Save us from windbag intellectuals

My colleague Susan Riley just returned from summer vacation dismayed that nothing had changed in Canadian politics. To be fair, we have sunk a few more inches into the mire, and at least we avoided sudden disaster. But our politics do seem to be suffering a peculiar vapourlock that, as so often, gets filed under “Ideas have consequences.” Or, in this case, the absence of ideas. Consider Jack Layton’s recent call to bolt from Afghanistan, negotiating with the Taliban as we flee. It looks bold and controversial, but it’s just politics, crafted to attract media attention and play to his base. And tragicomically, it’s bad politics. If the NDP is ever to move beyond its 18-per-cent electoral support, it has to make arguments, not demands. Only its core supporters thrill to unconstructive negativity. Everyone else cringes.

Mr. Layton could have said his party is so committed to gender equity that it supports the Afghan mission despite the other concerns. Or so committed to pacifism that it supports withdrawal despite the Taliban being homicidal homophobes. He could then have explained what possibly painful implications either line of reasoning had for, say, Darfur. But he produced no line of reasoning at all.

Nor did Gilles Duceppe in seeking an emergency debate on foreign policy because “Harper is taking the same alignment that Bush is taking.” Now there’s a condemnation that doesn’t require thought. Or permit it. As leader of a major Canadian political party he’s singularly well-placed to start a debate without needing anyone’s permission. He just has to say something worth debating.

Well, then, how about the Liberals? Won’t their leadership race give us a candidate of change? Oh yeah. Right out of spin central. The Sept. 4 Maclean’s cover announces “THE IGNATIEFF MANIFESTO,” over a photo of the candidate in mid-oratory, fist clenched, lips pursed, penetrating blue eyes fixed on a distant but glorious future. “EXCLUSIVE” it goes on, “The most intriguing new face in Canadian politics reveals how he’d change the country.”

Not how he’d try, whether he might succeed, or why if the country’s so great everyone’s obsessed with changing it. I thought Pierre Trudeau transforming Canada was like the ultra-great thing of the past 40 years that made everyone want to be the next sexy, brainy, nonchalant radical. But then shouldn’t we keep what he created or, if Brian Mulroney threw it in the alley when no one was looking and Jean Chrétien didn’t bother retrieving it, go get it back? Or are we now into perpetual revolution, like skinny undergrads swooning over Trotsky in 1963?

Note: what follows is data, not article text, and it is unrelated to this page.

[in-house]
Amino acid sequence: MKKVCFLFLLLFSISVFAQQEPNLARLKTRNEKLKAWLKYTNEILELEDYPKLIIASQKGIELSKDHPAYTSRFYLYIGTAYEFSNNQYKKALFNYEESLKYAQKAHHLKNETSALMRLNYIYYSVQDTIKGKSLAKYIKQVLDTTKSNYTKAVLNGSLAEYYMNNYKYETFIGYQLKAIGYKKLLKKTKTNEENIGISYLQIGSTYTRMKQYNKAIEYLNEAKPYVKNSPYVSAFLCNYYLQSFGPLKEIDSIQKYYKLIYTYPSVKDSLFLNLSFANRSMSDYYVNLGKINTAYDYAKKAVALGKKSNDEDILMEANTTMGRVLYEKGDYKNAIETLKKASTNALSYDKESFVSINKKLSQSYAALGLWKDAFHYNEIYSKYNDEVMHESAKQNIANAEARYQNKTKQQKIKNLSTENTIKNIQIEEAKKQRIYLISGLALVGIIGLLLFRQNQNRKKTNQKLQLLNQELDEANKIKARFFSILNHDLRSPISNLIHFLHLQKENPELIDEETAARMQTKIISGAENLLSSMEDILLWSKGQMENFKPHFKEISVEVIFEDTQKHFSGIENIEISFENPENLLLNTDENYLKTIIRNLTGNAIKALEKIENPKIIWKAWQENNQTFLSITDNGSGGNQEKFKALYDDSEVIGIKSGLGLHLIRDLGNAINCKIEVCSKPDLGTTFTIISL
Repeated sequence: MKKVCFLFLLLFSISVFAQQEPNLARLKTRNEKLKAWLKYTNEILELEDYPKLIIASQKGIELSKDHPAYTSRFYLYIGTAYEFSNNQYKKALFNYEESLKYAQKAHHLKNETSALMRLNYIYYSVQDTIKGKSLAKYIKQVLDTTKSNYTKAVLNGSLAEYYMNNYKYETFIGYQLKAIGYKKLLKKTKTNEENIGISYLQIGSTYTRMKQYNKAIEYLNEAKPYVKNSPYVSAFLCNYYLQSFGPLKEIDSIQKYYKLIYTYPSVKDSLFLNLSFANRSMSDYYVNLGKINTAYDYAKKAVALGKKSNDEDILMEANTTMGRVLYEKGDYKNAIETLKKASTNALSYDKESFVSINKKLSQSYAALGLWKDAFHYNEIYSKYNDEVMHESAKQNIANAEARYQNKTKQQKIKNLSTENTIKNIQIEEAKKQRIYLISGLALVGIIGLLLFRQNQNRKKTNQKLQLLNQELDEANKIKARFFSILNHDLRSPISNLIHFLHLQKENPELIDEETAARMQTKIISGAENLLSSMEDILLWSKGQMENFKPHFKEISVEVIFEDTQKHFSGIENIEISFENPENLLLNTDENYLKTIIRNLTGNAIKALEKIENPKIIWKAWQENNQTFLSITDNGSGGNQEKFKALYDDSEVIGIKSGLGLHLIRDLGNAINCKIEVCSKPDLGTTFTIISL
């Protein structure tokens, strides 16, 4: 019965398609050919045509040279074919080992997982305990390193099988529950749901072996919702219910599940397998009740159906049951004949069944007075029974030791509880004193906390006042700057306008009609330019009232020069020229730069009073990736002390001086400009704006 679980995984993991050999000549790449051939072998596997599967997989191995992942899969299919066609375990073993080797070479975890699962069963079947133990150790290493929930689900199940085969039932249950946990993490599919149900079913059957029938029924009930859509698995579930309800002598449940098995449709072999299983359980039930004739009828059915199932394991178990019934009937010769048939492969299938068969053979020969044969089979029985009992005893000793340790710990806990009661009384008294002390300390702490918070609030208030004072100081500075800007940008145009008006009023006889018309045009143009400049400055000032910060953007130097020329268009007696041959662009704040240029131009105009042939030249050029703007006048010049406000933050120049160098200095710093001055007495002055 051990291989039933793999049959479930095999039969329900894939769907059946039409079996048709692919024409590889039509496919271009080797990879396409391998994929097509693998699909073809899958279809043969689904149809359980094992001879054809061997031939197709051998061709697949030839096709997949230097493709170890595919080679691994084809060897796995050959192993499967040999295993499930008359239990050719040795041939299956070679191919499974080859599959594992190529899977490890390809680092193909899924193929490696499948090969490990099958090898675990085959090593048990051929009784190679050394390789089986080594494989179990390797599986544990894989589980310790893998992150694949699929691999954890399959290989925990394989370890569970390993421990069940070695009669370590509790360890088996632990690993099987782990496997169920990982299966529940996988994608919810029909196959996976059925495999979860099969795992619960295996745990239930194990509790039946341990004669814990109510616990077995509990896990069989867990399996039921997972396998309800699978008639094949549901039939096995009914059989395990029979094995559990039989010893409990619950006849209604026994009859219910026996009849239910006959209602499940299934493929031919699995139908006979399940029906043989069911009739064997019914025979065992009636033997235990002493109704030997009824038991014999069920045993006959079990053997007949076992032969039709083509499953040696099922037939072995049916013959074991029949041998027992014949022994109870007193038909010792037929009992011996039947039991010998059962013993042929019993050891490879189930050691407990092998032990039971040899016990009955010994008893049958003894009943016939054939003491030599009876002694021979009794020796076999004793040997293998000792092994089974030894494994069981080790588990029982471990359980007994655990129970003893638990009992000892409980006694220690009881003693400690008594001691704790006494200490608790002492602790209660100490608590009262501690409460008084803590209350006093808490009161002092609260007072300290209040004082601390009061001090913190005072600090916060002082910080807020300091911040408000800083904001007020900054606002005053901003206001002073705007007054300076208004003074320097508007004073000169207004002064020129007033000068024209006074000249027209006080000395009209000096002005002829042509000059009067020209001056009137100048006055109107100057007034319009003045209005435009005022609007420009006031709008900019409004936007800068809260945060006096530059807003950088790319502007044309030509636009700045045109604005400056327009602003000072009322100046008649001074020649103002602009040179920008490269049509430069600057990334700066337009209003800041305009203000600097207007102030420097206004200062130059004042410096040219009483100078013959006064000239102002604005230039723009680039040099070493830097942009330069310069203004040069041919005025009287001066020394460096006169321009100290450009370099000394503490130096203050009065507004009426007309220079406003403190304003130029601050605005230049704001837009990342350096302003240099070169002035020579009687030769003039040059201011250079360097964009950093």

I confess that Mr. Ignatieff impressed me at the spring 2005 Liberal party convention (except his pseudo-denial of political ambition, in retrospect cunning and contrived).

So I decided to read his book The Rights Revolution and was crushed to discover he’s a windbag who takes three paragraphs even to get something wrong, anaesthetizing you with equivocation before banal radicalism overwhelms judgment and he endorses arranged marriages or says children are “frequently” better raised by strangers than their parents (see pp. 102-03).

Don’t mistake ponderousness for profundity. Instead, try to decipher: “In the new century, most families that survive do so not by jettisoning the values of their parents, but by reinventing them and rebalancing the division of labour.” (p. 110) Written before the new century even started. His Maclean’s manifesto, and the longer version released yesterday, are equally a vapour of vapidity, a mist of mediocrity, a cumulonimbus of cliché, full of “Canadians believe” and “bold” and “nation-builders” and “The country … does not want to be divided, it wants to be united” that make you so drowsy you barely twitch when he calls for a “national food policy.”

In that same Maclean’s Paul Wells quotes Mr. Ignatieff as saying that politicians “are in the dream business.” Yuck! When “dreams” become a business they get mass-produced by consultants, yielding a sticky mass of focus-grouped cotton candy about “united, prosperous, sustainable and successful on the world stage” that can’t please anyone because it can’t offend anyone. It plays to a different, larger audience but contains no more genuine argumentation than Mr. Layton’s sneering, no admission that reasonable people might find any of his proposals difficult to implement or genuinely contentious, and nothing for them to discuss. No wonder voter turnout is down.

I harbour no illusions about political discourse in days of yore. But couldn’t one politician today reason frankly from principle to policy, offering hard choices instead of mindless strings of phrases that are designed mainly to make the demographically representative focus-group press the green smiley button instead of the red frowny one?

We need a vacation from vacuity.

[First published in the Ottawa Citizen]

ColumnsJohn Robson